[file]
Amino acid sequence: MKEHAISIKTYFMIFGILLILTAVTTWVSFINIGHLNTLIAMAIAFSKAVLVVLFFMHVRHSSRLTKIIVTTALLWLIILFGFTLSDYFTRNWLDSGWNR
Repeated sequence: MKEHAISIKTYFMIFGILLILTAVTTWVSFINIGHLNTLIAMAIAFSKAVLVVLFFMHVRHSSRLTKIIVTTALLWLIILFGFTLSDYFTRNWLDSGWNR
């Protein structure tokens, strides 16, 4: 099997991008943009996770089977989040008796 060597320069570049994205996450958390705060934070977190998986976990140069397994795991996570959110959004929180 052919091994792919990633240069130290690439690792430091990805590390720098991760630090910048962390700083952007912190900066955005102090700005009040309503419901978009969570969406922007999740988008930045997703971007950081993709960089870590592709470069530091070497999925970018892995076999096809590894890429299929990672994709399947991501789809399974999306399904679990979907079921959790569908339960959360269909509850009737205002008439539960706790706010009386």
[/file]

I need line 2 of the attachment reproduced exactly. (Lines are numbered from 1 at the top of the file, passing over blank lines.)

Repeated sequence: MKEHAISIKTYFMIFGILLILTAVTTWVSFINIGHLNTLIAMAIAFSKAVLVVLFFMHVRHSSRLTKIIVTTALLWLIILFGFTLSDYFTRNWLDSGWNR